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Look Ahead: Economists Look Past Jobs Report, See Return of Hiring

A good many economists agree that American companies are on the verge of ramping up hiring, even as they disagree on how many jobs were created last month.

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The December employment report is released Friday at 8:30 a.m. and is expected to show an increase of 175,000 non-farm payrolls and a decline in unemployment to 9.7 percent, from November's 9.8 percent. Some economists say the report should also show broad-based hiring and will point to a turn toward job creation.

"It feels like a light switch is about to go on," said Mark Zandi, chief economist at Moody's Economy.com. Zandi expects 160,000 non-farm payrolls, with 170,000 in the private sector.

"All the preconditions for much better jobs growth are in place—strong profits, wide margins, strong balance sheets. Demand is improving. You should get a nice boost here with the tax cuts. Confidence is improving. Credit is flowing more normally, particularly to smaller businesses. If history is a guide, this is about the time in the last two business cycles that businesses started to step up and hire," he said.

December's report follows an extremely disappointing November number, which showed meager job growth of just 39,000 and was more than 100,000 short of the expectations of Wall Street economists. This month, the forecasts range from a low of about 100,000 to a high of as much as 300,000 non-farm payrolls. Economists expect about 180,000 private sector jobs were added, and there continues to be a reduction in state and local government workers.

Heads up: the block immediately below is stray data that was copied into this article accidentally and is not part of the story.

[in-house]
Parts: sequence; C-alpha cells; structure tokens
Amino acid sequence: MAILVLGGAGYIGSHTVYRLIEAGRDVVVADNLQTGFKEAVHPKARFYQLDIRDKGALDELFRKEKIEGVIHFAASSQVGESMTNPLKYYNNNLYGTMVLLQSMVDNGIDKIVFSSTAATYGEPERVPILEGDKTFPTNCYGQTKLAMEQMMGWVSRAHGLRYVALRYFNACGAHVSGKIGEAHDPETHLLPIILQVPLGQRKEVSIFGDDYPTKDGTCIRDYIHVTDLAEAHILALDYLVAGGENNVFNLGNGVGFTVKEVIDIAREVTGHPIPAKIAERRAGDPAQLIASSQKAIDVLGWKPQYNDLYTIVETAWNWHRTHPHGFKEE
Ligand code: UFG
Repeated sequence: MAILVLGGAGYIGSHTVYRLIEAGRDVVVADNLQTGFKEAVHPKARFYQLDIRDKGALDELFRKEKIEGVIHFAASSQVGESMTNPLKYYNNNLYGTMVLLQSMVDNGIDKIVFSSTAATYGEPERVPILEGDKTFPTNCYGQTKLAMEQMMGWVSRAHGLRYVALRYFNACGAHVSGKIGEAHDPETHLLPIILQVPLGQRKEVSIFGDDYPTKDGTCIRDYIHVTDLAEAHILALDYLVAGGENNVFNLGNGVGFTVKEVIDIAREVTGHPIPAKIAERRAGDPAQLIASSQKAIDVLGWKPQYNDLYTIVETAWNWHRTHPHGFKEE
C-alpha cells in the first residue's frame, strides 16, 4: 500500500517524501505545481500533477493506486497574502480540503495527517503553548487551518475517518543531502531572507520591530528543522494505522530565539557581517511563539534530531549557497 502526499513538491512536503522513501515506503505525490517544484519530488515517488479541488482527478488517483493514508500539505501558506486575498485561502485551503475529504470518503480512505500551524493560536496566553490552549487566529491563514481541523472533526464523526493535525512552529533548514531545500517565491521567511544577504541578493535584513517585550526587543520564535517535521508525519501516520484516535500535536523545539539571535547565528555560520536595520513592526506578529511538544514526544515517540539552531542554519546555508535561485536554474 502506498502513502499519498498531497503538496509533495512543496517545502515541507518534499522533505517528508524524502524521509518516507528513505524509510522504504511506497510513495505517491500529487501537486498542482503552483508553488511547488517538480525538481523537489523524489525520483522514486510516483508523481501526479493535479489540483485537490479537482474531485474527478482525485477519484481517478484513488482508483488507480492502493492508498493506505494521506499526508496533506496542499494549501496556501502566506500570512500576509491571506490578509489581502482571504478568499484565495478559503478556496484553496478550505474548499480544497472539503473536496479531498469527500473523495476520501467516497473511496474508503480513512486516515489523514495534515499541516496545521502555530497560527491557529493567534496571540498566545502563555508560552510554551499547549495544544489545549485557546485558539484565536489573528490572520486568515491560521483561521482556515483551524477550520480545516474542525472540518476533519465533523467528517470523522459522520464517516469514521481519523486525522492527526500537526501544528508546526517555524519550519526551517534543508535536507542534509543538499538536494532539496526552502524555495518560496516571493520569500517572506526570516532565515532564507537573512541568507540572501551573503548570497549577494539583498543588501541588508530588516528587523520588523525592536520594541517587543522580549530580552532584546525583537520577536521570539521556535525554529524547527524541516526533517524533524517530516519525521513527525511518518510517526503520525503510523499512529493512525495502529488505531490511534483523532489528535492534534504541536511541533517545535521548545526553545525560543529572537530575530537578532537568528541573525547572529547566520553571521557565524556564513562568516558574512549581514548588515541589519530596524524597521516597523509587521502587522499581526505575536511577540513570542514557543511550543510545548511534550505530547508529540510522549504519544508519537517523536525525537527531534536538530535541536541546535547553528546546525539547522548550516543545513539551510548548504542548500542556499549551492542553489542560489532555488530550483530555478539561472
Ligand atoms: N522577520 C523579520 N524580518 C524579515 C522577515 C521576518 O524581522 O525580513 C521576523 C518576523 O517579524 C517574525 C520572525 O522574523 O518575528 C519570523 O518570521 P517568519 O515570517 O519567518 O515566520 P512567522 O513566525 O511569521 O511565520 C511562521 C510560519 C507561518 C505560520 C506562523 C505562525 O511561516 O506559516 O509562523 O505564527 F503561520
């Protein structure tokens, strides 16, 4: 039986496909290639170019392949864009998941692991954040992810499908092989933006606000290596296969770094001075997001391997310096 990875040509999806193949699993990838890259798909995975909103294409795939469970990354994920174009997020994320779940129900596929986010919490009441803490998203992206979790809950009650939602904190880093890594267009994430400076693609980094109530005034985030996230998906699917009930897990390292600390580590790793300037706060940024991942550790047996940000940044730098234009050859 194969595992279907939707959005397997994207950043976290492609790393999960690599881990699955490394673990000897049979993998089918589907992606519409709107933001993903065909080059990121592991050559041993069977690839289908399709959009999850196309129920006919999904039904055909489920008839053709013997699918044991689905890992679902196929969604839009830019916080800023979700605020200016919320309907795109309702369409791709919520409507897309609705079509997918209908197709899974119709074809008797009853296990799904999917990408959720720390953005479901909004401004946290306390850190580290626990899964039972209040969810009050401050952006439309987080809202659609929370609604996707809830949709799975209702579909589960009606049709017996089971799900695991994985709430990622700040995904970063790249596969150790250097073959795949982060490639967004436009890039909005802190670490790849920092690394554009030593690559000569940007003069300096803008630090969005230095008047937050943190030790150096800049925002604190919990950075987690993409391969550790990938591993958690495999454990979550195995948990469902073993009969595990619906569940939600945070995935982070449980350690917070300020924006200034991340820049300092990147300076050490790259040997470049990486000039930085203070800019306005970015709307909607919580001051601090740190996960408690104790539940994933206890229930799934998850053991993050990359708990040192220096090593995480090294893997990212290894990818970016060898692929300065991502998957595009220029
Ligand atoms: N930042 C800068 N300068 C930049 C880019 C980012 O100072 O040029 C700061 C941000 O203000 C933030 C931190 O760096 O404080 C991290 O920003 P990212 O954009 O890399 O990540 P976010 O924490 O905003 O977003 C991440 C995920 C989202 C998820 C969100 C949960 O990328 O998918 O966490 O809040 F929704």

President Obama speaks at 11:30 am in Maryland and is expected to comment on the jobs report at that time. Federal Reserve chairman Ben Bernanke may also comment on the employment situation when he testifies before the Senate Budget Committee at 9:30 am.

Economists have been raising their jobs forecasts since ADP's private sector employment report Wednesday showed 297,000 jobs were added in December. Some economists dismiss the ADP number as an unreliable indicator. It had been trailing the actual government number for months, but last month, it actually forecast well above it, at 93,000 jobs.

Pierpont Securities chief economist Stephen Stanley said the turn in hiring is taking place over the course of several months. "I certainly think things have turned and we're in the process of seeing a sustained and significant improvement, but I don't think it's happening all at once. I'm sticking to my original forecast of 165.000. I think that's going to be accompanied by a revision in that November number. You'll see a big rebound in December, or more likely a revision in November and improvement in December," he said.

"We'll see a ramp up that doesn't happen all at once, but takes place over several months. I would think by the middle of 2011, we'll see really strong job growth of 250,000 or 300,000," he said.

Stanley added the turn may already be in for the unemployment rate, which he sees going to 9.7 percent.

"Whether the markets are positively or negatively surprised that might be another matter because it seems like after yesterday, people really built themselves up for a strong number," he said.